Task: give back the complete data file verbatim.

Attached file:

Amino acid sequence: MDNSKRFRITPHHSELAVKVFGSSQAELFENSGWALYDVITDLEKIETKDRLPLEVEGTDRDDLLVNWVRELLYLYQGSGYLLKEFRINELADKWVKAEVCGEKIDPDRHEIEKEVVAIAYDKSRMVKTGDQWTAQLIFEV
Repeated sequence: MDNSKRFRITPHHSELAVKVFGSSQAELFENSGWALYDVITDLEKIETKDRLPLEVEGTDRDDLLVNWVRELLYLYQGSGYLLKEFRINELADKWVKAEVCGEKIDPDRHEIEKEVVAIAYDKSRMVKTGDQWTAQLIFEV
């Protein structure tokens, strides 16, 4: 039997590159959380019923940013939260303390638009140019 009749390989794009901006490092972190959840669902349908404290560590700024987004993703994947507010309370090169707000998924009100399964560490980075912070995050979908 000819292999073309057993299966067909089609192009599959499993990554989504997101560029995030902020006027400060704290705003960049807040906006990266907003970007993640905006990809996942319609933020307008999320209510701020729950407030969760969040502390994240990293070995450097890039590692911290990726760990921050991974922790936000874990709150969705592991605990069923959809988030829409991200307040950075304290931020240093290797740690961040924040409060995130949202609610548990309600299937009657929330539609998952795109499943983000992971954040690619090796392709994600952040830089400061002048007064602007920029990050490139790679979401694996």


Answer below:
Amino acid sequence: MDNSKRFRITPHHSELAVKVFGSSQAELFENSGWALYDVITDLEKIETKDRLPLEVEGTDRDDLLVNWVRELLYLYQGSGYLLKEFRINELADKWVKAEVCGEKIDPDRHEIEKEVVAIAYDKSRMVKTGDQWTAQLIFEV
Repeated sequence: MDNSKRFRITPHHSELAVKVFGSSQAELFENSGWALYDVITDLEKIETKDRLPLEVEGTDRDDLLVNWVRELLYLYQGSGYLLKEFRINELADKWVKAEVCGEKIDPDRHEIEKEVVAIAYDKSRMVKTGDQWTAQLIFEV
């Protein structure tokens, strides 16, 4: 039997590159959380019923940013939260303390638009140019 009749390989794009901006490092972190959840669902349908404290560590700024987004993703994947507010309370090169707000998924009100399964560490980075912070995050979908 000819292999073309057993299966067909089609192009599959499993990554989504997101560029995030902020006027400060704290705003960049807040906006990266907003970007993640905006990809996942319609933020307008999320209510701020729950407030969760969040502390994240990293070995450097890039590692911290990726760990921050991974922790936000874990709150969705592991605990069923959809988030829409991200307040950075304290931020240093290797740690961040924040409060995130949202609610548990309600299937009657929330539609998952795109499943983000992971954040690619090796392709994600952040830089400061002048007064602007920029990050490139790679979401694996």